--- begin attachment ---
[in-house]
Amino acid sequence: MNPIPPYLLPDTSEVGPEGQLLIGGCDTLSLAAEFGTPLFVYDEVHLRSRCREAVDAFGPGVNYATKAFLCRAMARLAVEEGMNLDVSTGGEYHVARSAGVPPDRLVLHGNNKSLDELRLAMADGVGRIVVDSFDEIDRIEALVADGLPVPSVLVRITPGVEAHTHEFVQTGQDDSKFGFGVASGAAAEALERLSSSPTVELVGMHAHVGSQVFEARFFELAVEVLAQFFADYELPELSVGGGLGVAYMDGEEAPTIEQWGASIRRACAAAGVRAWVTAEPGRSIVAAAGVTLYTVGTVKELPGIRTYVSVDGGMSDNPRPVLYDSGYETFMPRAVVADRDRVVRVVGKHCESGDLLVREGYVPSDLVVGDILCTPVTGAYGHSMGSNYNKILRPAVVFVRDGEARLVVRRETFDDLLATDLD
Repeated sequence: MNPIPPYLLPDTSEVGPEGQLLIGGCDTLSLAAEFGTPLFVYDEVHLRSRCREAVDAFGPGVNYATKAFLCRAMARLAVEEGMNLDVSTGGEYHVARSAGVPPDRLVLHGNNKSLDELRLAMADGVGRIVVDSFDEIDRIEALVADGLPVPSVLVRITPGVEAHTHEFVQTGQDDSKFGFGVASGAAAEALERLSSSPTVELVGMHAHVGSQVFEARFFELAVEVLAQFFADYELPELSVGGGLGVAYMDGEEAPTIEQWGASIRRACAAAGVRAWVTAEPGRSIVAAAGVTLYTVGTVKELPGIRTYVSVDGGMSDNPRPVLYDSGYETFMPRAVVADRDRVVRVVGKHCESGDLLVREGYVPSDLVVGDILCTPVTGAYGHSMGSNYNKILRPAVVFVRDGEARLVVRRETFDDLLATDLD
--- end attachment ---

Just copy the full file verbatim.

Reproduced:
[in-house]
Amino acid sequence: MNPIPPYLLPDTSEVGPEGQLLIGGCDTLSLAAEFGTPLFVYDEVHLRSRCREAVDAFGPGVNYATKAFLCRAMARLAVEEGMNLDVSTGGEYHVARSAGVPPDRLVLHGNNKSLDELRLAMADGVGRIVVDSFDEIDRIEALVADGLPVPSVLVRITPGVEAHTHEFVQTGQDDSKFGFGVASGAAAEALERLSSSPTVELVGMHAHVGSQVFEARFFELAVEVLAQFFADYELPELSVGGGLGVAYMDGEEAPTIEQWGASIRRACAAAGVRAWVTAEPGRSIVAAAGVTLYTVGTVKELPGIRTYVSVDGGMSDNPRPVLYDSGYETFMPRAVVADRDRVVRVVGKHCESGDLLVREGYVPSDLVVGDILCTPVTGAYGHSMGSNYNKILRPAVVFVRDGEARLVVRRETFDDLLATDLD
Repeated sequence: MNPIPPYLLPDTSEVGPEGQLLIGGCDTLSLAAEFGTPLFVYDEVHLRSRCREAVDAFGPGVNYATKAFLCRAMARLAVEEGMNLDVSTGGEYHVARSAGVPPDRLVLHGNNKSLDELRLAMADGVGRIVVDSFDEIDRIEALVADGLPVPSVLVRITPGVEAHTHEFVQTGQDDSKFGFGVASGAAAEALERLSSSPTVELVGMHAHVGSQVFEARFFELAVEVLAQFFADYELPELSVGGGLGVAYMDGEEAPTIEQWGASIRRACAAAGVRAWVTAEPGRSIVAAAGVTLYTVGTVKELPGIRTYVSVDGGMSDNPRPVLYDSGYETFMPRAVVADRDRVVRVVGKHCESGDLLVREGYVPSDLVVGDILCTPVTGAYGHSMGSNYNKILRPAVVFVRDGEARLVVRRETFDDLLATDLD